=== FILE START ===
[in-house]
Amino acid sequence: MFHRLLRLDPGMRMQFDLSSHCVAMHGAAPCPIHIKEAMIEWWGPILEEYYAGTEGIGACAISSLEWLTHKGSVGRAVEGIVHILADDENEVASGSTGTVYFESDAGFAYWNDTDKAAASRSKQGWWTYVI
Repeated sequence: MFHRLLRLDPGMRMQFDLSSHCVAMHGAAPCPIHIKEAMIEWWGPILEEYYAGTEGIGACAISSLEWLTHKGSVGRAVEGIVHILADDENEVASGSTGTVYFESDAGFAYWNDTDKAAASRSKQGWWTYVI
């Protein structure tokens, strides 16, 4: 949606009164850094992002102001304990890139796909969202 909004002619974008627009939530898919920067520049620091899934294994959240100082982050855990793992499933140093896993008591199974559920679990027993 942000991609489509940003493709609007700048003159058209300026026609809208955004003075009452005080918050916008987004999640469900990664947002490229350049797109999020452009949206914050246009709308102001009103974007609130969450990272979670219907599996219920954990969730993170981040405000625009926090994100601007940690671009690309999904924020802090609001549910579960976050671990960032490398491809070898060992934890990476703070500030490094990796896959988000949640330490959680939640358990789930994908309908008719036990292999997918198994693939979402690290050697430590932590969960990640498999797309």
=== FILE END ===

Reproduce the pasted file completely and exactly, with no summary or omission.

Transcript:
[in-house]
Amino acid sequence: MFHRLLRLDPGMRMQFDLSSHCVAMHGAAPCPIHIKEAMIEWWGPILEEYYAGTEGIGACAISSLEWLTHKGSVGRAVEGIVHILADDENEVASGSTGTVYFESDAGFAYWNDTDKAAASRSKQGWWTYVI
Repeated sequence: MFHRLLRLDPGMRMQFDLSSHCVAMHGAAPCPIHIKEAMIEWWGPILEEYYAGTEGIGACAISSLEWLTHKGSVGRAVEGIVHILADDENEVASGSTGTVYFESDAGFAYWNDTDKAAASRSKQGWWTYVI
């Protein structure tokens, strides 16, 4: 949606009164850094992002102001304990890139796909969202 909004002619974008627009939530898919920067520049620091899934294994959240100082982050855990793992499933140093896993008591199974559920679990027993 942000991609489509940003493709609007700048003159058209300026026609809208955004003075009452005080918050916008987004999640469900990664947002490229350049797109999020452009949206914050246009709308102001009103974007609130969450990272979670219907599996219920954990969730993170981040405000625009926090994100601007940690671009690309999904924020802090609001549910579960976050671990960032490398491809070898060992934890990476703070500030490094990796896959988000949640330490959680939640358990789930994908309908008719036990292999997918198994693939979402690290050697430590932590969960990640498999797309």